Abandon the Back Three
Arséne’s foray into a back 3 has always felt a bit like a 57-year-old man buying a Porsche. Everything he tried and had always done just wasn’t quite working anymore. So, he looked at all his hip young fellow managers and effectively just copied them. And it started to work, he was getting noticed again. People applauded him, as it seemed he found a way to compete with all fresh young bucks but like any midlife crisis fad it wears off because the ooh shiny new car stage has a very short shelf life.
Arsenal first switched to the back three, for the first time since 1997, away at Middlesbrough in April and it appeared a master stroke with an immediate upturn in form. Winning nine out of ten en route to FA cup success, beating Manchester City and Chelsea along the way. It was genuine form, it relaxed our midfields biggest problem of not being able to protect our back 4 by putting another body in the defence that appeared to make us more secure.
It allowed us to get Ozil and Sanchez closer to the opposition’s goal without sacrificing security. It gave Ramsey his licence to roam and rejuvenated the Ox at right wing back. However, the tactical nuances weren’t what Arséne first heralded after the switch, he hailed the psychological effect post the FA cup semi-final “just to focus on something different sometimes helps”. The Porsche had its effect and made the middle-aged man relevant once more.
Six months on, the paintwork doesn’t seem as shiny and it hasn’t stopped the man’s frustrations at having to wake up at 3am every night to pee. Opponents have seen that our central midfield is still very much fallible. If you are leaving two, three or even four centre backs with acres of green grass in front of them you’re going to concede goals. You’re going to look weak, you could make Nesta and Maldini look like Djourou and Stepanovs.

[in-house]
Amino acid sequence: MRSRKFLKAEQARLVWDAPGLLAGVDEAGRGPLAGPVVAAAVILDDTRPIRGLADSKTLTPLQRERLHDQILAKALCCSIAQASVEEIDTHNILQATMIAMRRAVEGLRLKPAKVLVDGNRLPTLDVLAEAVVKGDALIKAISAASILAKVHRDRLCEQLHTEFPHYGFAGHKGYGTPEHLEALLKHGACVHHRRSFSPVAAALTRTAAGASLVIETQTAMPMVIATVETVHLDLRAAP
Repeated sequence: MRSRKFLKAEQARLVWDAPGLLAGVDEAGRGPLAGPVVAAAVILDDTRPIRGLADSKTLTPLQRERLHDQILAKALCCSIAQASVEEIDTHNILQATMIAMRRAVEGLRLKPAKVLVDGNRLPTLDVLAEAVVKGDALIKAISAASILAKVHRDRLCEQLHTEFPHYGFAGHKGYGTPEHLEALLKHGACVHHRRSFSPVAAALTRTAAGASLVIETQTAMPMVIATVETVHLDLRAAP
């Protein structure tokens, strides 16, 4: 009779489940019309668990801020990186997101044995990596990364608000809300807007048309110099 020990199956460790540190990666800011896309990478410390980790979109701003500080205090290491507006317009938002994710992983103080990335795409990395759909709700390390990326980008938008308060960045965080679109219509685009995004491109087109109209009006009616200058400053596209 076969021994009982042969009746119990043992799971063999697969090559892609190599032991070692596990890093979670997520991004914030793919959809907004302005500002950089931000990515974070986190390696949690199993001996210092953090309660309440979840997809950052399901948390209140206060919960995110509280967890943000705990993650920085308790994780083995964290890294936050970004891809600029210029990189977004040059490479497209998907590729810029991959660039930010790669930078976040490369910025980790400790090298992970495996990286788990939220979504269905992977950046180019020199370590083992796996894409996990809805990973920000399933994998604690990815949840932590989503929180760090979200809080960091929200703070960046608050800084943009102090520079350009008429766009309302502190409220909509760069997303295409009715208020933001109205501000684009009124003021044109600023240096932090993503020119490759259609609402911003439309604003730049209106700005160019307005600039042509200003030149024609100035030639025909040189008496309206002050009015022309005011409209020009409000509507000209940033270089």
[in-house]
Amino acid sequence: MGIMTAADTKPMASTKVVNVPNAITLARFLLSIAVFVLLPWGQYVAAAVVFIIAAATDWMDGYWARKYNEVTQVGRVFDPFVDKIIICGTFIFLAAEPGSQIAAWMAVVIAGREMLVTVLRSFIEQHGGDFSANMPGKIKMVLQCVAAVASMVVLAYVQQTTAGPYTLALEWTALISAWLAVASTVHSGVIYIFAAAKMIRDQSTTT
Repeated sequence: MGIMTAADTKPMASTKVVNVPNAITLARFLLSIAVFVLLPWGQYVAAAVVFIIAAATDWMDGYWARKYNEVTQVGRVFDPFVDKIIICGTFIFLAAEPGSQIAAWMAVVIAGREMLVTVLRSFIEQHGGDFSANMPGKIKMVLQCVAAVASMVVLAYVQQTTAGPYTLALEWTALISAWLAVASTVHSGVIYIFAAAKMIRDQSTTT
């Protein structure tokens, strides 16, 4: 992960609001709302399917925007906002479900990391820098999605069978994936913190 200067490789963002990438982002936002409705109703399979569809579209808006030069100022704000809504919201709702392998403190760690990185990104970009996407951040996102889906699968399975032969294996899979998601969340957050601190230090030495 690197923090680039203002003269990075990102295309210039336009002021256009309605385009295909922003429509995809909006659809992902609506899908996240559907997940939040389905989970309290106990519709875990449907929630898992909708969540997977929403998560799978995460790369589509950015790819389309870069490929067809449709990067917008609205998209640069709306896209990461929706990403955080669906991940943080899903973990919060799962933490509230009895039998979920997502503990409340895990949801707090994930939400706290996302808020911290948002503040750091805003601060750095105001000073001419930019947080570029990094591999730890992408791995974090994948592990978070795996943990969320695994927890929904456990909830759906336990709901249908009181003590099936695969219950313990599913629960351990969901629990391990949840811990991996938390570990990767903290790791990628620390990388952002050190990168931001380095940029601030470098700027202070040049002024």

Xhaka’s looked poor because he’s left to cover the hole of the most crucial defensive part of pitch and without proper wingers we’ve taken away his obvious out ball in the long diagonal. Ramsey’s looked confused and as result has blown hot and cold. He needs his role defined: stay close to your partner until the ball’s progressed high enough up the pitch to safely burst forward, coaching please. Elneny’s a player I think most still scratch our heads about, what does he do well? Tackle? No. Carry the Ball? No. Break the lines with forward passes? No. Basically in a two he offers too little to this team’s central midfield that needs so much. Now 15/16 Coquelin of “win it and give it to Cazorla 5 yards from me” – yes please! – but the 16/17 variant of “pressing high to win the ball” is a hinderance.
All of our three defeats have come from teams exploiting our weaknesses in this area, Liverpool preyed on the vast Serengeti left by Xhaka and Ramsey’s ferries forward. The Stoke game, in which it could be said we were unlucky, the same spaces were exposed and exploited. Watford matched us man-for-man and once they saw we had no out ball, because we brought on Giroud who can’t run channels, they then saw we couldn’t get out and turned the screw. Our midfield didn’t have a tackle in them and couldn’t control the game with the ball.